course and responds favourably to penicillin treatment. The disease needs to
be prevented with proper legislation for meat handling as well as effective
immunisation of animals. (Indian Journal of Medical Microbiology. 1996
Apr; 14(2): 63-72 )
The clinical presentation is so
characteristic that the diagnosis is rarely missed by physicians familiar
with the disease. The exposed part of the skin begins to itch and
there is a papule at the inoculation site. The papule becomes a vesicle and
then a depressed, black, non-painful eschar 1-3 cm diameter that leaves a
permanent scar. There may be surrounding edema and draining lymph nodes may
become enlarged. If untreated, septicemia and death can occur in 5-20% of
cases. If treated, fatalities are extremely rare.
How disease transmitted
in human?Animals dying of anthrax
produce enormous quantities of bacteria in their tissues. If the carcass is
opened, the bacilli sporulate, contaminating the environment. Contaminated
soil, contaminated animal products (including hides, fur, food), or
environmental contamination by spores are also sources of the bacteria. The
bacterial spores prefer alkaline environments (pH > 6) with abundant organic
material, but can survive almost anywhere. Human to human transmission is
extremely rare, even with pulmonary disease.
[Weil's disease, Hemorrhagic jaundice (Leptospira icterohaemorrhagiae),
canicola fever (L. canicola)
Leptospira. Pathogenic leptospires belong to the species Leptospira
RESERVOIR AND INCIDENCE
Rats, mice, field moles, guinea pigs, gerbils, squirrels, rabbits, hamsters,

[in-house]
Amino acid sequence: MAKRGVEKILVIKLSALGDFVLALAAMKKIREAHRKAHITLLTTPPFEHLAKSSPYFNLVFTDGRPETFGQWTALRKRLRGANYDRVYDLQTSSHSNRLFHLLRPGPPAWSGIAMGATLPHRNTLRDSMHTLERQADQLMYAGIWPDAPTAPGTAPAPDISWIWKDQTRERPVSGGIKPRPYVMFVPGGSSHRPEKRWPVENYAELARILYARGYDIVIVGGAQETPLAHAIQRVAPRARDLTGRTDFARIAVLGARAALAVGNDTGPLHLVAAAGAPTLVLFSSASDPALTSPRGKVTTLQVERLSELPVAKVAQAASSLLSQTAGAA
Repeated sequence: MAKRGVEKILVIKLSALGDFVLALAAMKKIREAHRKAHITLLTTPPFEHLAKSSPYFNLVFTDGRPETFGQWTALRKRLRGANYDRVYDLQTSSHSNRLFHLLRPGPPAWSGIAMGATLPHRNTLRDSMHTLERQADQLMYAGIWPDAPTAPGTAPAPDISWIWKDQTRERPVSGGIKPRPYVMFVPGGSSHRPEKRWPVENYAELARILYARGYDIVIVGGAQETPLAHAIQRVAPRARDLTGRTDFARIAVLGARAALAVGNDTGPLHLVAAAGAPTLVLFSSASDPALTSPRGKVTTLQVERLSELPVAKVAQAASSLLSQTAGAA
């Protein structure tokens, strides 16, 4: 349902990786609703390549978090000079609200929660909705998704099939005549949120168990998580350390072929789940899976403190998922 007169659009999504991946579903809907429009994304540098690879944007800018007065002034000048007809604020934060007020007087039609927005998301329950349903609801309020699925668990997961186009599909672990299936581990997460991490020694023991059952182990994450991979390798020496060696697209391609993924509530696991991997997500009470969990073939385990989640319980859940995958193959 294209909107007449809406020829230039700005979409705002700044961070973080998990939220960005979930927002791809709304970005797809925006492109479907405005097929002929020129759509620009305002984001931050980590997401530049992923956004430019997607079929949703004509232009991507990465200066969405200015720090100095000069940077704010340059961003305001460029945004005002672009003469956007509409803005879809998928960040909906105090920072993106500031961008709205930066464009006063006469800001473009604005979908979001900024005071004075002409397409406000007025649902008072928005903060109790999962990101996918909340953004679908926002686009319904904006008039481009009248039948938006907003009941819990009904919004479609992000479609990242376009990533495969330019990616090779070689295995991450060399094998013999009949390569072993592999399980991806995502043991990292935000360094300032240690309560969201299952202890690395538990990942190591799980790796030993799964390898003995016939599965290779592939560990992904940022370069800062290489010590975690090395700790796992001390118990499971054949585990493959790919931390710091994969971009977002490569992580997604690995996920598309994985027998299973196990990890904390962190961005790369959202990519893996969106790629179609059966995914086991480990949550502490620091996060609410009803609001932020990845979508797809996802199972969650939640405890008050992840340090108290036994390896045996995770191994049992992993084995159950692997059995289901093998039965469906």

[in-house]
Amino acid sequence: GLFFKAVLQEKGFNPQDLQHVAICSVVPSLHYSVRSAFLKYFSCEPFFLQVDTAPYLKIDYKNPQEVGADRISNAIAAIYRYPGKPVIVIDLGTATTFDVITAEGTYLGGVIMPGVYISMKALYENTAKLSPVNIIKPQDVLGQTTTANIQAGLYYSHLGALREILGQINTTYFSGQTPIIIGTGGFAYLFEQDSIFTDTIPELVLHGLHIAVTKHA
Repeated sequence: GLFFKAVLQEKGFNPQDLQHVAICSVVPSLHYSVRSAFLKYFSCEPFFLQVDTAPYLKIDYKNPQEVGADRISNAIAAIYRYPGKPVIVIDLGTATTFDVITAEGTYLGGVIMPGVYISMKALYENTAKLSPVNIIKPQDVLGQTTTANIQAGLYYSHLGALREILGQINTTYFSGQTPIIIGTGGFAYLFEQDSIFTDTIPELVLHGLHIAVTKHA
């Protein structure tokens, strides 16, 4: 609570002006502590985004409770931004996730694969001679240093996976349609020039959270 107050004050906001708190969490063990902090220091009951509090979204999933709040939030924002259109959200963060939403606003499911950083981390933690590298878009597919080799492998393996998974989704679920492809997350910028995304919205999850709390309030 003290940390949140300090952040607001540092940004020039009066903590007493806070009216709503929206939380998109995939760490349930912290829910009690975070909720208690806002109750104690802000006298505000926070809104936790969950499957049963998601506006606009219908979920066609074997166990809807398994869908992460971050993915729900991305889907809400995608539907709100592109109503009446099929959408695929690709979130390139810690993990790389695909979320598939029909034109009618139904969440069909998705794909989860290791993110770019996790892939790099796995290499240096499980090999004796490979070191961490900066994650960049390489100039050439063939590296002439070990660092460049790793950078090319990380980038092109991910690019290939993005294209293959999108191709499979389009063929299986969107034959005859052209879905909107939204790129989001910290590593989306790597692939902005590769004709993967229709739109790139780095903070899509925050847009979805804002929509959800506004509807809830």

reptiles, nonhuman primates, livestock, and dogs. *Rodents are the only
major animal species that can shed leptospires throughout their life-span
without clinical manifestations. Active shedding by lab animals can go
unrecognized until personnel handling the animals become clinically ill.
Handling affected animals, contaminating hands, or abrasions with urine, or
aerosol exposure during cage cleaning are most common. The organism is often
transmitted to humans by the urine of the reservoir host. The organism may
also enter through minor skin lesions and probably via the conjunctiva. Many
infections have followed bathing or swimming in infected waters.
DISEASE IN MAN
Ranges from inapparent infection to severe infection and death. Biphasic
Illness a. Weakness, headache, myalgia, malaise, chills, & fever. b.
Leukocytosis, painful orchitis (testes not usually enlarged), conjunctival
effusion, and rash. Icteric leptospirosis (Weil's syndrome-usually caused by
L. icterohaemorrhagiae) is the most severe form of the disease,
characterized by impaired renal and hepatic function, abnormal mental
status, hypotension, and a 5-10% mortality rate. Signs and symptoms are
continuous and not biphasic.
Early in the disease, the organism may be identified by darkfield
examination of the patient's blood or by culture on a semisolid medium.
Culture is difficult and requires several weeks. A rapid diagnosis is made
with the DOT-ELISA test.
Penicillins or tetracyclines.
Vaccination in cattle, swine, and dogs Avoid swimming in or drinking from
potentially contaminated water. Protect workers by providing boots and
gloves. Rodent control. Drain wet ground. Doxycycline chemoprophylaxis for
persons at high exposure.